Sexual Health

Last Updated: December 07, 2023
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Every Service Member is responsible for - 

Protecting his or her own sexual health,
Protecting others by not transmitting sexually transmitted infections (STIs), and
Preventing unintended pregnancy/paternity.

​Did you know that every year thousands of military service members are diagnosed with at least one STI, such as chlamydia, gonorrhea, genital herpes, and syphilis? 

Military estimates show an average of 1 of every 5 active-duty members have an STI.External Link 

Over the past several years military health surveillance continues to find that STIs are an ongoing threat among Active Duty who are typically within the younger age group, and have travel and job stress factors that may increase their risk​.External Link 

The military routinely reports about the status of STIs in the active duty force - see military STI news articles from 2021 (June and September), 2022, and 2023​.External Link 

While all STIs continue to be military concerns, most recent military data has shown a notable surge in syphilis cases among service members.External Link The STI epidemic is also occurring with civilians according to the Centers for Disease Control and Prevention​.External Link 

STIs are on the​ rise in the U.​S. - Don't take chances!

Educate yourself!

  • Know what they are. STIs are infections caused by viruses, bacteria or parasites that are passed from one person to another through sexual contact and with shared toys. Viruses cause hepatitis B, genital herpes, human papillomavirus (HPV), and human immunodeficiency virus (HIV). Bacteria cause chlamydia, gonorrhea, syphilis. Parasite examples include pubic lice and trichomoniasis.

  • Understand symptoms may not be noticeableA person can have an STI without having obvious symptoms, or symptoms may not occur for days, weeks, or even months after exposure. Symptoms can include: pelvic, vaginal, or penile pain, swelling, burning, discharge or odors, rashes, blisters, or warts, bleeding between periods, and/or painful sex.
  • Know what can happen if not treated. Untreated STIs can cause infertility, pelvic inflammatory disease, chronic pain, nervous system disorders, certain types of cancer, organ failure and potentially death. Untreated STIs can also be dangerous during pregnancy to a mother and her baby. 

What can you do?

  • ​​Mon​it​or and protect yourself: 
    • Get tested as often as your healthcare provider suggests and get treatment when needed 
    • Get the human papillomavirus (HPV) and Hepatitis B vaccines
    • Ensure that your at-risk partners get tested and are vaccinated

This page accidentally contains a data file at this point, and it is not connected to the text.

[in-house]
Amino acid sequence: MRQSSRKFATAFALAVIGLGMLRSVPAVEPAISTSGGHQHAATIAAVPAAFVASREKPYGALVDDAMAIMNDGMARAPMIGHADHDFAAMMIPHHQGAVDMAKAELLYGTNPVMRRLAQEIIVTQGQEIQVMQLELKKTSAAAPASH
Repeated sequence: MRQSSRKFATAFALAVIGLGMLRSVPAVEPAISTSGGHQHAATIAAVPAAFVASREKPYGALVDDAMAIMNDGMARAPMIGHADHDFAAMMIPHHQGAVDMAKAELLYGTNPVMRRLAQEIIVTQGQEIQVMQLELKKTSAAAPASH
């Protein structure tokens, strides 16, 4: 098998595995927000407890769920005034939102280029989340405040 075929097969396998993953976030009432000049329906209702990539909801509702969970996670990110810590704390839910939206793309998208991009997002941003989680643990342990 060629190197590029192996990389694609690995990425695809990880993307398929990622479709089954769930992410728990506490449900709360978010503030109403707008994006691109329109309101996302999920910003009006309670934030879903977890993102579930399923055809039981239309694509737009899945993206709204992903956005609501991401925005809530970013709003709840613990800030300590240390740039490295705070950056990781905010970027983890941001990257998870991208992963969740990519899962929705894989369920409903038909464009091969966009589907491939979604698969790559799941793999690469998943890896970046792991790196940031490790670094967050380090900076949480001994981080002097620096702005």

• ​Be ​responsible about sex: 
    • Choose to not have sex (oral, vaginal, or anal) 
    • Reduce your number of partners 
    • Talk with your partner - Get tested together 
    • Use a condom correctly EVERY time (oral, vaginal, or anal sex) 
    • Avoid risky situations like drug and excessive alcohol use, “hook-ups,” unknown partners, offering or receiving money or drugs for sex 
    • Be smart about other risks - Don’t share needles or razor blades, and ensure tattoo and piercing facilities are safe 
  • ​​Learn more about how to protect yourself and your partner(s) from STIs: ​
    • ​​​​Get sexual healthcare answers on the Defense Healthcare Agency's (DHA) Deployment Readiness Education for Servicewomen (DRES) app. ClickExternal Link​ or scan ​this QR code to use the​ app. 
    • ​​Review this detailed DCPH-A Presentation and summary Brochure​ to learn about the types of STIs that affect military personnel, including HIV, what risk factors to avoid, and how to prevent them.  
    • Learn about the impacts of STIs on military readiness through Military Health System STI Prevention resourcesExternal Link

​NEW & Popular in Sexual Health:​​ 

  • ​News Article (September 2023): Syphilis, STIs growing threat to U.S. Armed ForcesExternal Link A recent rise in syphilis in the U.S. included a 40% rise among military service members 2020-2022External Link. Syphilis can cause serious effects to your brain, heart, eyes, and other organs, and be passed from a pregnant person to their baby. Syphilis is easy to cure in its early stages with penicillin, but the longer it goes untreated the more damage it can do. Prevent syphilis by using condoms every time you have sex and get tested regularly if sexually active. If you test positive for syphilis, tell your current and past partners. For more information visit the CDC​External Link or talk to your primary care medical provider.​ 

  • ​​​Did​ you know? Human papillomavirus (HPV)External Link is a common STI virus that can lead to certain types of cancer later in life among women and men. The Centers for Disease Control and Prevention (CDC)External Link reports that HPV can cause cancers of the cervixExternal Link, vagina, and vulva​External Link in women, the penisExternal Link in men, and in the anusExternal Link and in the mouth and throatExternal Link, in both men and women. The cancer can occur years, even decades after exposure to HPV. The HPV vaccination can prevent over 90% of cancers caused by HPV. Ideally, children will get fully vaccinated when younger, such as 11-12 years of age. Per CDC guidelinesExternal Link, if not fully vaccinated as a child, everyone male or female up to 26 years of age should get the HPV vaccine. Individuals between 27 and 45 years may benefit from the vaccine – but should discuss with their healthcare provider first. 

  • ​Did you know? Every day a service member is diagnosed with the human immunodeficiency virus (HIV). Do your part to help end HIV in the military community. Lower your risk by using condoms, get tested for STIs, and talk to your provider about whether you would benefit from the daily HIV pre-exposure prohylaxis pill (“PrEP”)External Link​. 


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